9 Things That Could Be Giving You Acid Reflux


As many as half of all pregnant women experience acid reflux. It can start at any point when you’re expecting, but it’s more common after 27 weeks.

“It’s [often] blamed on hormones,” says Dr. Schiller. “The uterus gets bigger and increases pressure on the belly. Hormones are higher, which tends to relax the sphincter.”

You’re more likely to have acid reflux when you’re pregnant if you’ve had it before or if you’ve been pregnant before.

Paying close attention to your diet and eliminating trigger foods are your best bet for reducing acid reflux symptoms when you’re pregnant. Talk to your doctor before trying any over-the-counter medications, as not all are safe to take during pregnancy. The reflux should subside after your baby is born.


Even though medications can magically relieve much of what ails us as human beings, they all have side effects. And sometimes the side effect is acid reflux. Drugs that can aggravate reflux include:

  • Pain relievers like ibuprofen (Advil and Motrin) and aspirin
  • Blood pressure drugs called calcium channel blockers
  • Antihistamines for allergies
  • Sedatives, including benzodiazepines
  • Tricyclic antidepressants like amitriptyline (although these aren’t used that often anymore)
  • Certain antibiotics, including tetracycline
  • Oral osteoporosis drugs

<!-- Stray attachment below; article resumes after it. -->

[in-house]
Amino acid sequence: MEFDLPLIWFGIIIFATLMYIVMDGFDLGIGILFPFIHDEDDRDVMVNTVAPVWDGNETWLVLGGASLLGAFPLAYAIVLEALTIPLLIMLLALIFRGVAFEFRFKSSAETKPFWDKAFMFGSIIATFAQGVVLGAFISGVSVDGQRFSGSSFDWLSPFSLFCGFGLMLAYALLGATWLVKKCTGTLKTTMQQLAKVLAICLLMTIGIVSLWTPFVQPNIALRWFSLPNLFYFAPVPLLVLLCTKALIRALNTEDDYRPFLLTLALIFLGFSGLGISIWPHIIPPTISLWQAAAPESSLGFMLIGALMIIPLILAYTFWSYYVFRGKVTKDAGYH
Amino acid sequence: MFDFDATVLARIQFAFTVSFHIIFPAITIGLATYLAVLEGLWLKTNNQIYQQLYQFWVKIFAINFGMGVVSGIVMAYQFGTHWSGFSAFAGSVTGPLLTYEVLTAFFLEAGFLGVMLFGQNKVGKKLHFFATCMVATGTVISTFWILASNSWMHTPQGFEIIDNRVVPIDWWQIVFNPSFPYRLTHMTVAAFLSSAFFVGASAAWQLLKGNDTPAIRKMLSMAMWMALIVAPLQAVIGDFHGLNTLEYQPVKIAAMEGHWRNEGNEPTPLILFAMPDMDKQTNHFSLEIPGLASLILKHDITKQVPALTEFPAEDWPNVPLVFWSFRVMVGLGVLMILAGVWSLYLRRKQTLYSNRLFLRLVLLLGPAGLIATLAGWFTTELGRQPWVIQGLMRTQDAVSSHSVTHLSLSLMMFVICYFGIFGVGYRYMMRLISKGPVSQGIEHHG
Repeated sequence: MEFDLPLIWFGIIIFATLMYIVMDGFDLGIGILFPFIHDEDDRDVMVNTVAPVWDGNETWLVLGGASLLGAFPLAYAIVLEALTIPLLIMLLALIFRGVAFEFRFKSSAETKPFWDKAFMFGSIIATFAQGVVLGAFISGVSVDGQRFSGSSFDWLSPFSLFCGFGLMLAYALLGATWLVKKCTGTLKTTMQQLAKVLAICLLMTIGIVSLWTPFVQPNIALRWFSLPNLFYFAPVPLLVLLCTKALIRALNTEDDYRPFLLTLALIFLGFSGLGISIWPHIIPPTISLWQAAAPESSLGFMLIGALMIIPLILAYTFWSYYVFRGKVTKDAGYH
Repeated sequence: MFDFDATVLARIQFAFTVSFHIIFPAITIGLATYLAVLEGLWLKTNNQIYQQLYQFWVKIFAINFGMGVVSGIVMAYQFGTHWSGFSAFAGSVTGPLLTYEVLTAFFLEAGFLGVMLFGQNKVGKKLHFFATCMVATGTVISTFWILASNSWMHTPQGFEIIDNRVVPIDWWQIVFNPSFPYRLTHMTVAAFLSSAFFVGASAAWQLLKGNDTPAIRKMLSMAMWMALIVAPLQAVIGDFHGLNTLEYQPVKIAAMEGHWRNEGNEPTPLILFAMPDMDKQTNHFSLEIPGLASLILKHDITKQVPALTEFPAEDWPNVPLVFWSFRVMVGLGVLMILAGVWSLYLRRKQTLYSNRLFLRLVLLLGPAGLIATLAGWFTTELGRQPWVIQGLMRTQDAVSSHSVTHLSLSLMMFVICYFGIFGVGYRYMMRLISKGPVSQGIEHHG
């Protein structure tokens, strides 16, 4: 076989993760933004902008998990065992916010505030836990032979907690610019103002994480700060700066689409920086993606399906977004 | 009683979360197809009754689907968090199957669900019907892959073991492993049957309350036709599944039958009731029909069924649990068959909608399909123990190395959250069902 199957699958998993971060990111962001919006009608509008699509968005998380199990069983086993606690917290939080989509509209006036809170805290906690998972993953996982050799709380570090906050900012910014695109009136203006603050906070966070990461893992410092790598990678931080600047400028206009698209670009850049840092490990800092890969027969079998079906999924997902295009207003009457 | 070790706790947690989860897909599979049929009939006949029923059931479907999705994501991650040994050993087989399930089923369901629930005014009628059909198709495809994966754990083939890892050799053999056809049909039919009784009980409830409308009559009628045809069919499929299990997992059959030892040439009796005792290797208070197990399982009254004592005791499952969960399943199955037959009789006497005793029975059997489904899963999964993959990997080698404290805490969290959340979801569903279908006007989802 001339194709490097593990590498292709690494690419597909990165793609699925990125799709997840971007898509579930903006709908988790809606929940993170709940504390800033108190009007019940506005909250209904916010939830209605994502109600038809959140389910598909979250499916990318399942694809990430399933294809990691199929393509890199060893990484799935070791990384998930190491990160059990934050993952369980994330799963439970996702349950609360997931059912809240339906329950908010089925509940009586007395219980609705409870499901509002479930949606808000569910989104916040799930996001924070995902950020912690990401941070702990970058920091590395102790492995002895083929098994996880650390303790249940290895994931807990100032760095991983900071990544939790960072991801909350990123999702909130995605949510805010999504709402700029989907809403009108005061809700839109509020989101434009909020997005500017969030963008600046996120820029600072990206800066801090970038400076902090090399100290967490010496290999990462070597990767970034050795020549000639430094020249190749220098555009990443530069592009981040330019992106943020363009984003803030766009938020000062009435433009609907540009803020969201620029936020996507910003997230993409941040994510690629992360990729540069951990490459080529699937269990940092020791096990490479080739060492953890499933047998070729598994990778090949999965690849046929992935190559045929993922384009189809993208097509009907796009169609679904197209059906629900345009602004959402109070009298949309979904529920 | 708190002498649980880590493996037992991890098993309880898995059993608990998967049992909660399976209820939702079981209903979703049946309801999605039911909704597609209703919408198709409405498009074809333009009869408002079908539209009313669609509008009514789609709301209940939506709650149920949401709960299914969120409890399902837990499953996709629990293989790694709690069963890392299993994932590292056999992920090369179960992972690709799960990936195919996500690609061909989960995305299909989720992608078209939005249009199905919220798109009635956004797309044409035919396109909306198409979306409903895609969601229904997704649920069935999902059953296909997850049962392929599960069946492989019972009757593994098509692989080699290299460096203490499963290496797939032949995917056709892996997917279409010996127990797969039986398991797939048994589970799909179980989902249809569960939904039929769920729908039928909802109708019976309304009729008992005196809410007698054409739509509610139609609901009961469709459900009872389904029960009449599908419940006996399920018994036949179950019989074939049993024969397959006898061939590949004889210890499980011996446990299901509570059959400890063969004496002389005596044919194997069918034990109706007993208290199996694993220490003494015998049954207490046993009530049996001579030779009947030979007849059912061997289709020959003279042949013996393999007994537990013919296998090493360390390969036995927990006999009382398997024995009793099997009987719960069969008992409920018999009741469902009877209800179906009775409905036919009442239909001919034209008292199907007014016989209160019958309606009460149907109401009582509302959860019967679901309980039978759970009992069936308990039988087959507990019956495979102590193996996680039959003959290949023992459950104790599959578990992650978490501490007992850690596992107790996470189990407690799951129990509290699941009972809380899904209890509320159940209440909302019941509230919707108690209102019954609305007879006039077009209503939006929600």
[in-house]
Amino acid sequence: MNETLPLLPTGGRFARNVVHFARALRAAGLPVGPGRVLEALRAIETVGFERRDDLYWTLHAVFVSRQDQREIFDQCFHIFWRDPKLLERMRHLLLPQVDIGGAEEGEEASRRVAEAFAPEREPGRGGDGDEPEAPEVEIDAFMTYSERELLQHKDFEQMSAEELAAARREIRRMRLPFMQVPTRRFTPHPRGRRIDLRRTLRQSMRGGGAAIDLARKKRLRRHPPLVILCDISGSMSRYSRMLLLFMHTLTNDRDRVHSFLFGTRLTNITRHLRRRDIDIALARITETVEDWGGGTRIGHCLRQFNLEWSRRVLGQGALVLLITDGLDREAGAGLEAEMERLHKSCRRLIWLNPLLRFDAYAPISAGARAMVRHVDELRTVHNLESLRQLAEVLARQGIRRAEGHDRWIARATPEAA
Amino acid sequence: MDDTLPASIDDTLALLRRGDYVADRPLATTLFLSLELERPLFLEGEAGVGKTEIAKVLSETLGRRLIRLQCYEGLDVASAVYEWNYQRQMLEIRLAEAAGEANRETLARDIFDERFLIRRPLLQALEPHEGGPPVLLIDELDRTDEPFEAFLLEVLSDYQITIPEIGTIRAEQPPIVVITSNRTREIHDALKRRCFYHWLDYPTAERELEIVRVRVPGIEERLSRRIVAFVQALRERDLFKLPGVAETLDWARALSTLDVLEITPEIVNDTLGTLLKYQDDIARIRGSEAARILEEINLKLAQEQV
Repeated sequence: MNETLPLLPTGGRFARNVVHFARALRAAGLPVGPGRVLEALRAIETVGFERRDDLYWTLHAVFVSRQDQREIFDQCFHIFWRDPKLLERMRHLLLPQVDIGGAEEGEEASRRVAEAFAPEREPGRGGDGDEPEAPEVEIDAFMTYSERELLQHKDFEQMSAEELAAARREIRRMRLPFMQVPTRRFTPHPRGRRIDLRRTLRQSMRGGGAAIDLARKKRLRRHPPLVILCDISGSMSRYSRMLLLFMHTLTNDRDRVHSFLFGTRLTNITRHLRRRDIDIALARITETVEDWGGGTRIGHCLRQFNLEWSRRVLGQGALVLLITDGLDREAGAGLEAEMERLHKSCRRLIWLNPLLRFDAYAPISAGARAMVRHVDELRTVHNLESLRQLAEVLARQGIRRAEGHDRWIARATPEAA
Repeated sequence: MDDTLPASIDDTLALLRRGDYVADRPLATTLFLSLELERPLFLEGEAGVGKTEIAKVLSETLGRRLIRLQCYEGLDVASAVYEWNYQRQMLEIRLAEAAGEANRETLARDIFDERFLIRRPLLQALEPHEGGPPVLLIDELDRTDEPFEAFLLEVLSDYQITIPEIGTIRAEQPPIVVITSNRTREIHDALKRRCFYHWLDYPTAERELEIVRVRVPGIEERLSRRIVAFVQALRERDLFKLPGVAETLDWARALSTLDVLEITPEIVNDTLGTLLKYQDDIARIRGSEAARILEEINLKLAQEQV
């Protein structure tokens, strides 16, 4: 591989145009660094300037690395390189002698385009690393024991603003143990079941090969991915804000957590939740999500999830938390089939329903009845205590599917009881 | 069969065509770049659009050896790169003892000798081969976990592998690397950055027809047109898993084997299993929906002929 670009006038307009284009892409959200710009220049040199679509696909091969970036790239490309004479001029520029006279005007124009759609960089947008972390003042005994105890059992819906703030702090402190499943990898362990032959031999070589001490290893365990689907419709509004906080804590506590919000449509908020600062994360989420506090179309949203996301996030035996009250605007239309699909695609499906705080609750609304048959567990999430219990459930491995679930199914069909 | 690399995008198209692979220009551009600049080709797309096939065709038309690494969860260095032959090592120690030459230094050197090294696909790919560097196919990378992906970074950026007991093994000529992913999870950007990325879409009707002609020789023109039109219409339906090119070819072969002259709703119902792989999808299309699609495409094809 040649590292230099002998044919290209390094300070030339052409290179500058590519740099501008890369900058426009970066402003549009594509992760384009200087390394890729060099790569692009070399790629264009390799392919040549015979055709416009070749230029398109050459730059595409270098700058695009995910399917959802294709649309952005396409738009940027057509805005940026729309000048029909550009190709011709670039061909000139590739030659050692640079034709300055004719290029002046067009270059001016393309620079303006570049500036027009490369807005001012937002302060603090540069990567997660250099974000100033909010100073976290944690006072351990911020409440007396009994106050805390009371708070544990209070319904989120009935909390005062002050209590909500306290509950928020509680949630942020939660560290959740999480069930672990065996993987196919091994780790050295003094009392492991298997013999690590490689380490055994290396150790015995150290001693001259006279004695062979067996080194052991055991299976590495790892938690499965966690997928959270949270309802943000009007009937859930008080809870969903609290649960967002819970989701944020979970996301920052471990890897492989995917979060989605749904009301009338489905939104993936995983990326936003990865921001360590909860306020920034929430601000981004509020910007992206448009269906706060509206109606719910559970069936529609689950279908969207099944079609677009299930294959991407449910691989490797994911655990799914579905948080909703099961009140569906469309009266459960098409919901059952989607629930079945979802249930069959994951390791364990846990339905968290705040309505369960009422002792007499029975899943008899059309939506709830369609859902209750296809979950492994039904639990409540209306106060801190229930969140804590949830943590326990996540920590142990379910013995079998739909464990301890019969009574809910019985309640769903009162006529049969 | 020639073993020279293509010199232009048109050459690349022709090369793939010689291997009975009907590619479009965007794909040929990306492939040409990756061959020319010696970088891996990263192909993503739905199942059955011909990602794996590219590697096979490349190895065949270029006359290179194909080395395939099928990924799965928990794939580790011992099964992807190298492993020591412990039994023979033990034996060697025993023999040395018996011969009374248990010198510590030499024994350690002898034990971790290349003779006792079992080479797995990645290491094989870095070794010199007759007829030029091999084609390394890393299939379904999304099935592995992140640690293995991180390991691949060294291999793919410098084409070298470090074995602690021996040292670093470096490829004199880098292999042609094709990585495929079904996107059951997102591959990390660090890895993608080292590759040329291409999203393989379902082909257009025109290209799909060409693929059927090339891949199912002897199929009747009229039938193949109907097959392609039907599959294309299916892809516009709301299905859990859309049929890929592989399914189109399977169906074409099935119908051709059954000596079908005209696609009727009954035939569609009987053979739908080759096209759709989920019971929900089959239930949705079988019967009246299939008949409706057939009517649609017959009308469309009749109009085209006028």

• Anticholinergic drugs, used to treat a variety of disorders from overactive bladder to COPD
  • Opioids

Iron and potassium supplements may also contribute to reflux. Talk to your doctor if you think any of your medications are contributing to reflux. He or she may be able to suggest an alternative without this side effect.


An oft-cited Gallup poll found that nearly two-thirds of people with heartburn said stress worsened their symptoms. No one is sure why. Experts have speculated that anxious people may produce more stomach acid, and some studies indicate that, during times of stress, your perception of the discomfort of reflux is heightened.

Stress can also propel us toward other behaviors that can trigger acid reflux, like smoking, drinking alcohol, skipping the gym, and stress eating. Chronic reflux itself may aggravate stress.


Scleroderma is an autoimmune disease that attacks the body’s connective tissue. Many people with scleroderma list acid reflux as a symptom. Tissue scarring that happens with scleroderma causes food to move more slowly through your digestive tract and can prevent the LES from closing properly. Other digestive symptoms in people with scleroderma include constipation and diarrhea.

The same basic strategies to ease reflux can help scleroderma patients as well: Avoid trigger foods and alcohol, don’t lie down after eating, eat smaller meals, and lose weight if you need to. Over-the-counter antacids may also help, but talk to your doctor before using them.

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